Wednesday, October 17, 2012

Cornell chooses architect Thom Mayne and Morphosis to design first academic building for NYC tech campus

May 9, 2012
Media Contacts:
Jeremy Soffin, (646) 200-5318,
Blaine Friedlander, (607) 254-8093,
Cornell chooses architect Thom Mayne and Morphosis to design first academic building for NYC tech campus
NEW YORK – To embody the spirit and the mission of the CornellNYC Tech campus, Cornell University has chosen Thom Mayne and Morphosis to design the first academic building for the planned campus on Roosevelt Island, Cornell University Architect Gilbert Delgado announced today.
The building – which Cornell plans to open in Fall 2017 – will serve as the flagship academic structure for the new CornellNYC Tech campus. New York City Mayor Michael Bloomberg awarded the Roosevelt Island campus project to Cornell on Dec. 19, 2011, and with this first building, Cornell is striving to create a net-zero energy structure, featuring geothermal and solar power.
“Our goal is to design an iconic, landmark building that will resonate with the mission and spirit of the new campus,” Delgado said. “And we are excited that Thom Mayne and Morphosis will be leading our effort.”
Delgado said the 150,000 square-foot, academic building, which will be home to the Technion-Cornell Innovation Institute, will have teaching and faculty office space and also will likely have space developed to facilitate interactions and to enhance the “opportunities of chance encounters between people to exchange ideas.”
Morphosis founder and design director Thom Mayne, winner of the 2005 Pritzker Prize, will be the lead architect. Morphosis, based in New York and Los Angeles, is expected to deliver the first design drafts in November 2012 with a schematic design in March 2013. The architects will team with Arup, a New York- and Los Angeles-based engineering firm, to help develop this complex building.
“This project represents an extraordinary opportunity to explore the intersection of three territories: environmental performance, rethinking the academic workspace and the unique urban condition of Roosevelt Island,” Mayne said. “This nexus offers tremendous opportunities not only for CornellNYC Tech, but also for New York City.”
“The CornellNYC Tech project is about accelerating innovation in the technology sector, particularly in New York City, by connecting leading-edge academic research across a broad range of disciplines, by deep working relationships with companies from startups to large corporations, and by engagement with cultural institutions and the school system. It’s about weaving together people from different research areas and from different areas where technology can make a difference in the world,” said Dan Huttenlocher, Cornell vice provost and dean of the new campus. “This first building will reflect that in design, as the space will encourage interaction, creativity and innovation, balancing the values of quiet reflection with those of unplanned interactions.”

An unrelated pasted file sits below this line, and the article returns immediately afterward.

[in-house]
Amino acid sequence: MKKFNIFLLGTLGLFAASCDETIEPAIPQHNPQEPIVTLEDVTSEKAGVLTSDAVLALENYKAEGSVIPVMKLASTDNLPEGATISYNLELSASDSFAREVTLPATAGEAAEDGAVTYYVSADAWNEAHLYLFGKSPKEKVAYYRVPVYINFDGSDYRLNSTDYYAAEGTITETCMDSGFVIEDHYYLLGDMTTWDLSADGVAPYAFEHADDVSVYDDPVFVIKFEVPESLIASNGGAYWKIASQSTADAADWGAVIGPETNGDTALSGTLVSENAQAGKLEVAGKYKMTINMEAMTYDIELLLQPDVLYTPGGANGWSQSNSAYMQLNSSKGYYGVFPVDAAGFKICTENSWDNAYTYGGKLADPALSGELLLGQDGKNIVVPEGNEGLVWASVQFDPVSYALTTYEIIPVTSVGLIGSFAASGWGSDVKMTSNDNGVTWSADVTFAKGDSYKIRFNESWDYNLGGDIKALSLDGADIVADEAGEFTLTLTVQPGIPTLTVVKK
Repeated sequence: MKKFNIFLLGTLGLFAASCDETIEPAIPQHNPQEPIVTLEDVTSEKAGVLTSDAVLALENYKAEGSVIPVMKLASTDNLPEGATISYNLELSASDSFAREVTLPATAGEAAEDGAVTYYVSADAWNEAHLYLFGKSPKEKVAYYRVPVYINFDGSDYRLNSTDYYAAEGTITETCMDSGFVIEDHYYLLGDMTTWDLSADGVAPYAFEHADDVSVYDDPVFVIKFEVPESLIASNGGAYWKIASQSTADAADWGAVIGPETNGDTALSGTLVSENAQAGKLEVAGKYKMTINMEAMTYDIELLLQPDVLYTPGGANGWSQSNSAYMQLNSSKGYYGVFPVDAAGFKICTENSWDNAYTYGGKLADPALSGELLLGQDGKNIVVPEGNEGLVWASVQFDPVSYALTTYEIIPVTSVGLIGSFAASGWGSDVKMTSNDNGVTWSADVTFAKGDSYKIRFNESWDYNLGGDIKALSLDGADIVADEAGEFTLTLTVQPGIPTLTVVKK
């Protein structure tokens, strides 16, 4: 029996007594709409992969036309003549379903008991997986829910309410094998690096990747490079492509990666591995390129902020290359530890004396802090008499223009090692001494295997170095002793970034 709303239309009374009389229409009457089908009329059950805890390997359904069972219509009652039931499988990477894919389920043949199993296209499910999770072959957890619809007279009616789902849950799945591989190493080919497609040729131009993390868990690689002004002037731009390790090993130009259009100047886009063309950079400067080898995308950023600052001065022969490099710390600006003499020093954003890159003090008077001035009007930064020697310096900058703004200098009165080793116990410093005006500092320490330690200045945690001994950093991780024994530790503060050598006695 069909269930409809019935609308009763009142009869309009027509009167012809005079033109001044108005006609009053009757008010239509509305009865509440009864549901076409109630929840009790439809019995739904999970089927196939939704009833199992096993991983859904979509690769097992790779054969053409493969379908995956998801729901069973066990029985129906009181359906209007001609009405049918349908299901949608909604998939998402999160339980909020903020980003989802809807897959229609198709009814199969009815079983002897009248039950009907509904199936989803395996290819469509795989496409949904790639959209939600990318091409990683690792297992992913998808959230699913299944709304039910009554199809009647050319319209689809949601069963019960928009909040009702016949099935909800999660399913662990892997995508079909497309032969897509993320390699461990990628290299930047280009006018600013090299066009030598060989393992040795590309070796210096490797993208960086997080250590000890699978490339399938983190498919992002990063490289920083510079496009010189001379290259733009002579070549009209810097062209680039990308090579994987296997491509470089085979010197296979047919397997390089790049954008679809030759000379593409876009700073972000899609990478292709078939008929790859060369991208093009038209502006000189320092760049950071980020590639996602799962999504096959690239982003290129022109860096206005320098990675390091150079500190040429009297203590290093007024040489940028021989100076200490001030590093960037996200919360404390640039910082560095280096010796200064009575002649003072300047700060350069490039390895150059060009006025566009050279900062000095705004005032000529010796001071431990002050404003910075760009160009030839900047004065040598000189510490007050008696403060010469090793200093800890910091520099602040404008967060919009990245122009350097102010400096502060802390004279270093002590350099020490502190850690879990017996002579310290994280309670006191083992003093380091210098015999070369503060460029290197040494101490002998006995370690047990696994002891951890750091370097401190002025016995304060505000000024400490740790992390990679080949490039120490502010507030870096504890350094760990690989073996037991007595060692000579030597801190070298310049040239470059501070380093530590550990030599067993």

Kent Kleinman, dean of Cornell’s College of Architecture, Art and Planning, explained the complex nature of this building:
“The challenges that accompany the first phase of the campus are dauntingly multi-faceted: design one of the largest net-zero energy academic buildings in the country; devise a creative architectural statement commensurate with the highest levels of innovation; accommodate programs that are changing with unprecedented rapidity; and, perhaps most critically, offer a compelling vision for a vibrant urbanity to inform future developments. And do it all within a very tight timeframe and modest budget. Simply put: No firm is better at turning constraints into creative solutions of astonishing power than Thom Mayne and Morphosis. It is a great choice for Cornell and for New York.”
Cornell has other buildings on its Ithaca, N.Y., campus designed by Pritzker Prize winners. The Herbert F. Johnson Museum of Art was designed by I.M. Pei; Milstein Hall by Rem Koolhaas; Weill Hall by Richard Meier ('56, B.Arch. '57); and Gates Hall, currently under construction, by Thom Mayne.
Mayne has created several iconic buildings, including the Cooper Union’s 41 Cooper Square in 2009, the Caltrans District 7 headquarters in Los Angeles and the University of Cincinnati’s Campus Recreation Center in 2005. Morphosis also designed the San Francisco Federal Building, a 600,000 square-foot structure, of which 70 percent is naturally ventilated setting a new standard for sustainability.
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The New York Sea Grant: Stony Brook, & Cornell Teams Up

Research - Press Release
Stony Brook, NY, March 15, 2012 - The New York Sea Grant (NYSG) program has received a grant totaling $2.4 million for fiscal years 2012-2013 to fund its research, extension and education efforts on important coastal issues related to storm surges and flooding, seafood safety, wetland habitats, fisheries, and harmful algal blooms, among others.

“NYSG is just beginning a new round of nine funded research projects which address critical coastal concerns from diverse regions of the state, the Lake Ontario shoreline, the Hudson estuary and New York Harbor, and both the north and south shores of Long Island,” said New York Sea Grant director Dr. Jim Ammerman.

Two separate research teams will study potential human exposure to, respectively, hazardous substances such as mercury (Hg) and bacterial toxins like Listeria monocytogenes through fish consumption.